I owe my life in America to chain migration.
Just like countless others, my ancestors came to the United States as immigrants from Ireland in the mid- to late 19th century. They came in waves and settled in Chicago, the hub of industry and immigrants in the Midwest, so that they could build a better life for themselves, their children, their grandchildren, and, eventually, me. And as it so often happens, they came in chains of siblings across the years until their families were established in their new American community.
This is not an unusual genealogical story; ask anyone walking down the street about where their family comes from and they will probably tell you a similar tale. That is what makes America's history so rich- almost every person comes from somewhere else. The traditions and cultures and celebrations that we love were brought here by families seeking opportunities and building communities.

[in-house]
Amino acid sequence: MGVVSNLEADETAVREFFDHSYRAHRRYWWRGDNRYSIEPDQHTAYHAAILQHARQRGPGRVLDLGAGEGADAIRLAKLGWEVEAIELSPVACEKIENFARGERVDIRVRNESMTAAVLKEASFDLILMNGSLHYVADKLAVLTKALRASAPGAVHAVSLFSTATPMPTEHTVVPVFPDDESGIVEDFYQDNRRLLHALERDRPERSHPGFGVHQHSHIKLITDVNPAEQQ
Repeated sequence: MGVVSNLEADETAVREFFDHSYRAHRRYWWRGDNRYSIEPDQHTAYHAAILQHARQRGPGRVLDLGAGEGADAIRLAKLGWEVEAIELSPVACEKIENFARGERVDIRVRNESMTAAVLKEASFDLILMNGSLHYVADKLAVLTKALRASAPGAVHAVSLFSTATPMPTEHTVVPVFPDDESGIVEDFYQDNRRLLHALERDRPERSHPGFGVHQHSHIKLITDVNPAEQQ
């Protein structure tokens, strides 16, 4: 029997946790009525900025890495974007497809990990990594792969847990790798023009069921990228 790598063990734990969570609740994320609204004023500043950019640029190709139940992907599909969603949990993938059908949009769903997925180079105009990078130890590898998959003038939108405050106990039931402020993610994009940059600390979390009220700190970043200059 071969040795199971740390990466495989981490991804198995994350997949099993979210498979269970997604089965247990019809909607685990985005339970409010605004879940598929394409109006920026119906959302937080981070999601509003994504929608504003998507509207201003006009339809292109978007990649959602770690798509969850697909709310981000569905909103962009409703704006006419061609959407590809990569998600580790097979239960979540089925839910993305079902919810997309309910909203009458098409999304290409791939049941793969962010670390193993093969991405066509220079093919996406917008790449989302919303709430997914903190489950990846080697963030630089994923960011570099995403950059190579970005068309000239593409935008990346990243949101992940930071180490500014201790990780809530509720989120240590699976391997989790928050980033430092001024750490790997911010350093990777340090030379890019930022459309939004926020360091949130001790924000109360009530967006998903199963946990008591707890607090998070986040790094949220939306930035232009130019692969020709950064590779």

Today's immigrant families are no different. One person comes to America to find a job and save money. Maybe they come to flee violence and persecution in their home country. They find a job and experience American culture (for good or bad) and tell their sibling, mother, cousin to come as well. They rebuild their family and establish themselves. They contribute to society, have children, honor the traditions of their home country, and yearn for those who could not join them in their new country. If that sounds familiar, it is because it is my family's story. And maybe yours, too.
So many of us owe so much to our ancestors who traveled here in search of something better; oftentimes, that "something better" is not what they had in mind. Immigrating may mean opportunity, but it also means leaving so much behind.
Maybe 100 years from now, our descendants will be sharing their genealogical stories, thanking their ancestors and chain migration for their lives in America.